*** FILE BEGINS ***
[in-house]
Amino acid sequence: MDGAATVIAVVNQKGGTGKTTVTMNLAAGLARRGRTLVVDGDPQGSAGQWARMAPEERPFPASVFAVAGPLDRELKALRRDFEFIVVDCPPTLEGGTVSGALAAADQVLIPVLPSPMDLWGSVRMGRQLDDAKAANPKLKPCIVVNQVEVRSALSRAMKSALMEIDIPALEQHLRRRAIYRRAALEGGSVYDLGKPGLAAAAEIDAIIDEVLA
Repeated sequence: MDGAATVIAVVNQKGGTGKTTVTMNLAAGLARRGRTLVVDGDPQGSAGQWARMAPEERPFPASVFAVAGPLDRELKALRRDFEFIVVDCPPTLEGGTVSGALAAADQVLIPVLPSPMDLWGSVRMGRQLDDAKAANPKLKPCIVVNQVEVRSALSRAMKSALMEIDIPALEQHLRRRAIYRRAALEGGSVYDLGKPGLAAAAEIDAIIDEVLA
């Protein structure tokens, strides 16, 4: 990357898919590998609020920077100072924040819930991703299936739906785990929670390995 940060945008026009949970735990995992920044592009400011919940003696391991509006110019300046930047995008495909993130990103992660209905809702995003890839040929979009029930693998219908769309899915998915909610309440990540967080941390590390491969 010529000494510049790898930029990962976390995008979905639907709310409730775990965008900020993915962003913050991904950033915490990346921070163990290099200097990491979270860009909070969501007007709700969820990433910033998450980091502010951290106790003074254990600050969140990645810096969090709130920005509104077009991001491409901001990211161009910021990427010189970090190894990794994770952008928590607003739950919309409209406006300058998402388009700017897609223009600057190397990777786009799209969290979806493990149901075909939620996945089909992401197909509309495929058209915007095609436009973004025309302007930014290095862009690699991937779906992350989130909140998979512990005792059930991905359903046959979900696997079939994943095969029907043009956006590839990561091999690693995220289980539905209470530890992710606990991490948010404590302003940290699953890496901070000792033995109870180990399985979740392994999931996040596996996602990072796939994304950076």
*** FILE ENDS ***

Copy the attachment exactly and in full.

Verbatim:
[in-house]
Amino acid sequence: MDGAATVIAVVNQKGGTGKTTVTMNLAAGLARRGRTLVVDGDPQGSAGQWARMAPEERPFPASVFAVAGPLDRELKALRRDFEFIVVDCPPTLEGGTVSGALAAADQVLIPVLPSPMDLWGSVRMGRQLDDAKAANPKLKPCIVVNQVEVRSALSRAMKSALMEIDIPALEQHLRRRAIYRRAALEGGSVYDLGKPGLAAAAEIDAIIDEVLA
Repeated sequence: MDGAATVIAVVNQKGGTGKTTVTMNLAAGLARRGRTLVVDGDPQGSAGQWARMAPEERPFPASVFAVAGPLDRELKALRRDFEFIVVDCPPTLEGGTVSGALAAADQVLIPVLPSPMDLWGSVRMGRQLDDAKAANPKLKPCIVVNQVEVRSALSRAMKSALMEIDIPALEQHLRRRAIYRRAALEGGSVYDLGKPGLAAAAEIDAIIDEVLA
């Protein structure tokens, strides 16, 4: 990357898919590998609020920077100072924040819930991703299936739906785990929670390995 940060945008026009949970735990995992920044592009400011919940003696391991509006110019300046930047995008495909993130990103992660209905809702995003890839040929979009029930693998219908769309899915998915909610309440990540967080941390590390491969 010529000494510049790898930029990962976390995008979905639907709310409730775990965008900020993915962003913050991904950033915490990346921070163990290099200097990491979270860009909070969501007007709700969820990433910033998450980091502010951290106790003074254990600050969140990645810096969090709130920005509104077009991001491409901001990211161009910021990427010189970090190894990794994770952008928590607003739950919309409209406006300058998402388009700017897609223009600057190397990777786009799209969290979806493990149901075909939620996945089909992401197909509309495929058209915007095609436009973004025309302007930014290095862009690699991937779906992350989130909140998979512990005792059930991905359903046959979900696997079939994943095969029907043009956006590839990561091999690693995220289980539905209470530890992710606990991490948010404590302003940290699953890496901070000792033995109870180990399985979740392994999931996040596996996602990072796939994304950076």